The Taxpayer First Act signed into law by President Trump requires the IRS to make important changes that will benefit taxpayers and improve tax administration.
In a recent tax controversy forum hosted by New York University, the Principal Deputy Assistant Attorney General to the Department of Justice Tax Division (DOJ-Tax), Richard Zuckerman, said that his team is increasing its focus on individuals attempting to use bitcoin and other digital assets to evade taxes. DOJ-Tax is currently prosecuting several criminal cryptocurrency cases, and Zuckerman noted that others are already in process.
The Treasury Inspector General for Tax Administration (TIGTA) recently released its Semiannual Report to Congress for the period October 1, 2018 through March 31, 2019. During this period, TIGTA completed 20 audits and 1,068 investigations concerning taxpayer data security, identity theft and impersonation fraud, tax compliance, and IRS efficiency. Of particular concern for this report and future monitoring was the effect of the lapse of appropriations for the IRS just before the start of the first tax season to incorporate changes from the Tax Cuts and Jobs Act of 2017 (TCJA).
The Treasury Inspector General for Tax Administration (TIGTA) recently released a report finding that accuracy-related penalties are not often proposed in audits of large businesses, and the penalties are generally not sustained on appeal. Between FY 2015 and FY 2017, TIGTA found that of the $773 million in proposed penalties that went to the Office of Appeals, there was a reduction of those penalties totaling $765 million. Of some 4,600 business return exams studied, which resulted in additional tax assessments of $14 billion, only 6 percent had accuracy-related penalties assessed.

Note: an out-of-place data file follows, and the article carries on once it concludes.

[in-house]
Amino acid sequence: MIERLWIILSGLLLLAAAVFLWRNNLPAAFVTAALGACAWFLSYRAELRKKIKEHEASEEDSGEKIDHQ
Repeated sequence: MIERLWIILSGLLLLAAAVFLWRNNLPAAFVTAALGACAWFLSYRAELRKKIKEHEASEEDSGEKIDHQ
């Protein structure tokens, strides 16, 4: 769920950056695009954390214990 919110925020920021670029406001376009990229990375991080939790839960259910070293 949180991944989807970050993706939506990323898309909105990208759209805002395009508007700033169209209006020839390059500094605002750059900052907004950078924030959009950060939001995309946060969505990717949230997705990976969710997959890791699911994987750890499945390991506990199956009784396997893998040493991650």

The IRS is doing more than protecting taxpayer data and detecting cyber fraud. It is educating tax professionals on cybersecurity at its annual Nationwide Tax Forums. Certain education seminars at this year's Forums will focus on addressing "basic cyber hygiene" and how to manage and prevent cyber threats to businesses, as well as the foundations of information security programs. Forum dates across the country and registration details are available here.
The IRS has established a plan to modernize its systems with an eye toward better service to taxpayers. Cybersecurity is a top priority for the IRS in 2019, as is protecting taxpayer data. The newly released plan outlines a six-year strategy to expand taxpayers' access to their own information and customer support options, to increase secure systems available for tax practitioners' use, and to streamline implementation of new tax provisions.
The Internal Revenue Service (IRS) Large Business and International division (LB&I) recently announced three new compliance campaigns focused on offshore private banking, captive services providers, and information returns filed by individuals concerning foreign corporations (Forms 5471), with plans to first use audits and letters to address these compliance issues. According to its press release, the IRS has records that identify taxpayers with transactions or accounts at foreign private banks, which it will use to address compliance issues within that campaign.
The Internal Revenue Service (IRS) and its Security Summit partners recently announced the results from their last 3 years of fighting tax-related identity theft. The summit first met in 2015, and the first initiatives were enacted in 2016. Since 2015, the number of taxpayers reporting they were victims of identity theft has decreased 71 percent. The number of confirmed identity theft returns stopped by the IRS declined by 54 percent in the same period.
The Internal Revenue Service (IRS) recently announced that, starting May 13, 2019, only natural persons with a Social Security number or an individual taxpayer identification number may request an EIN as the "responsible party" on the application. Entities will no longer be able to use their own EINs to obtain additional EINs.
The Treasury Inspector General of Tax Administration (TIGTA) recently released its interim report on the 2019 federal tax filing season. As of March 1, 2019, the Internal Revenue Service (IRS) had received over 59 million tax returns and issued approximately $142 billion in refunds on over 46 million of those returns. A vast majority - 95 percent - of filers e-filed their returns this season.